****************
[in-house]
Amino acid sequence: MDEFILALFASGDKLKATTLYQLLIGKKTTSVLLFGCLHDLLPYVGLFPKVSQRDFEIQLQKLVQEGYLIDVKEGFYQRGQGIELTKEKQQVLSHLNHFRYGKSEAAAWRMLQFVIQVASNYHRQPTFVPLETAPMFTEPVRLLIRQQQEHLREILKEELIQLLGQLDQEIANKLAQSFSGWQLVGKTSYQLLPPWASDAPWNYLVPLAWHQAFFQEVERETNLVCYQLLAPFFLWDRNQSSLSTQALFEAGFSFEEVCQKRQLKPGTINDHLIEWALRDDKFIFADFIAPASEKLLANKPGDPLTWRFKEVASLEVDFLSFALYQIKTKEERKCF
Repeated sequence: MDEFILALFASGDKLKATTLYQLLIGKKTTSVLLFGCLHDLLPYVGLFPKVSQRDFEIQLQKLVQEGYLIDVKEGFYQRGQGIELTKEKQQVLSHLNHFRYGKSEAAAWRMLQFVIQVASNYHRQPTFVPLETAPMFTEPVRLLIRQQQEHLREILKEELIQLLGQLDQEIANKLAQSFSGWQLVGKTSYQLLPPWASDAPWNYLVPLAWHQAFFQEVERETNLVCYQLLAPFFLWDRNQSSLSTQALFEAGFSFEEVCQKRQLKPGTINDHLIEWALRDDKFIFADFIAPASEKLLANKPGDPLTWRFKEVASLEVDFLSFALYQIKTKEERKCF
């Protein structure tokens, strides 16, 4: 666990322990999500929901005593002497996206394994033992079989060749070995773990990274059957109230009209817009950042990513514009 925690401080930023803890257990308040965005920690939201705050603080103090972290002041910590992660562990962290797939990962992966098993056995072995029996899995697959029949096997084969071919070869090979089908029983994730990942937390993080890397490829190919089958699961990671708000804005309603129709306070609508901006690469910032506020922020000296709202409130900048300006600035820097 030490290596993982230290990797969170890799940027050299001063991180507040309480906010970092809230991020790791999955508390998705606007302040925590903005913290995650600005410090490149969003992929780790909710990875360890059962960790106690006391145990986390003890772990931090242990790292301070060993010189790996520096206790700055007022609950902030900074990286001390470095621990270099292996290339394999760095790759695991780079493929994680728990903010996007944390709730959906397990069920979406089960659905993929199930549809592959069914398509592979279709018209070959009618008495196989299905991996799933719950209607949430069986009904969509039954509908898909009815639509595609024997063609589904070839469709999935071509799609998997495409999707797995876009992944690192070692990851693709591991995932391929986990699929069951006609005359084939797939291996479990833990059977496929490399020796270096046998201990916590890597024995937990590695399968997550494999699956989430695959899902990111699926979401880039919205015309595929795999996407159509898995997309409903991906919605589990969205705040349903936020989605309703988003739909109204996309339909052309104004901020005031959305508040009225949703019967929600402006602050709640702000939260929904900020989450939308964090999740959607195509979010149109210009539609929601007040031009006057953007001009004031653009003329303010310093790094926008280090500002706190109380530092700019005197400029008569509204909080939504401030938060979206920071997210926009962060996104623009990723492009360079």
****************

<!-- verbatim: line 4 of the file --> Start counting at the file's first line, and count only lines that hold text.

């Protein structure tokens, strides 16, 4: 666990322990999500929901005593002497996206394994033992079989060749070995773990990274059957109230009209817009950042990513514009 925690401080930023803890257990308040965005920690939201705050603080103090972290002041910590992660562990962290797939990962992966098993056995072995029996899995697959029949096997084969071919070869090979089908029983994730990942937390993080890397490829190919089958699961990671708000804005309603129709306070609508901006690469910032506020922020000296709202409130900048300006600035820097 030490290596993982230290990797969170890799940027050299001063991180507040309480906010970092809230991020790791999955508390998705606007302040925590903005913290995650600005410090490149969003992929780790909710990875360890059962960790106690006391145990986390003890772990931090242990790292301070060993010189790996520096206790700055007022609950902030900074990286001390470095621990270099292996290339394999760095790759695991780079493929994680728990903010996007944390709730959906397990069920979406089960659905993929199930549809592959069914398509592979279709018209070959009618008495196989299905991996799933719950209607949430069986009904969509039954509908898909009815639509595609024997063609589904070839469709999935071509799609998997495409999707797995876009992944690192070692990851693709591991995932391929986990699929069951006609005359084939797939291996479990833990059977496929490399020796270096046998201990916590890597024995937990590695399968997550494999699956989430695959899902990111699926979401880039919205015309595929795999996407159509898995997309409903991906919605589990969205705040349903936020989605309703988003739909109204996309339909052309104004901020005031959305508040009225949703019967929600402006602050709640702000939260929904900020989450939308964090999740959607195509979010149109210009539609929601007040031009006057953007001009004031653009003329303010310093790094926008280090500002706190109380530092700019005197400029008569509204909080939504401030938060979206920071997210926009962060996104623009990723492009360079």